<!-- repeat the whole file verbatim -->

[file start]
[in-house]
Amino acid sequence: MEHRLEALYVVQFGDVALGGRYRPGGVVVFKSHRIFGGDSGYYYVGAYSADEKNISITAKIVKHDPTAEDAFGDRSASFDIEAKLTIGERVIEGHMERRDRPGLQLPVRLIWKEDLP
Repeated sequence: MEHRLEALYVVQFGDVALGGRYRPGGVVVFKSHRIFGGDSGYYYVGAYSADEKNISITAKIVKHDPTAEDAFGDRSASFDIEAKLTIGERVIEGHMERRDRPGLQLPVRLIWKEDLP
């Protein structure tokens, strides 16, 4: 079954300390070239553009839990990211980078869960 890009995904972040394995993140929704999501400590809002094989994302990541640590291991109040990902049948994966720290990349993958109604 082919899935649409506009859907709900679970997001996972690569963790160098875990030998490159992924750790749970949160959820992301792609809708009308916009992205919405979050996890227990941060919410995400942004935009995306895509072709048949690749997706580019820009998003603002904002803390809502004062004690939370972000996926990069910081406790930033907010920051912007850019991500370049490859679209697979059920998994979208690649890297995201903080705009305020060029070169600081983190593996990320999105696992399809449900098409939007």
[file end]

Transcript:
[in-house]
Amino acid sequence: MEHRLEALYVVQFGDVALGGRYRPGGVVVFKSHRIFGGDSGYYYVGAYSADEKNISITAKIVKHDPTAEDAFGDRSASFDIEAKLTIGERVIEGHMERRDRPGLQLPVRLIWKEDLP
Repeated sequence: MEHRLEALYVVQFGDVALGGRYRPGGVVVFKSHRIFGGDSGYYYVGAYSADEKNISITAKIVKHDPTAEDAFGDRSASFDIEAKLTIGERVIEGHMERRDRPGLQLPVRLIWKEDLP
């Protein structure tokens, strides 16, 4: 079954300390070239553009839990990211980078869960 890009995904972040394995993140929704999501400590809002094989994302990541640590291991109040990902049948994966720290990349993958109604 082919899935649409506009859907709900679970997001996972690569963790160098875990030998490159992924750790749970949160959820992301792609809708009308916009992205919405979050996890227990941060919410995400942004935009995306895509072709048949690749997706580019820009998003603002904002803390809502004062004690939370972000996926990069910081406790930033907010920051912007850019991500370049490859679209697979059920998994979208690649890297995201903080705009305020060029070169600081983190593996990320999105696992399809449900098409939007």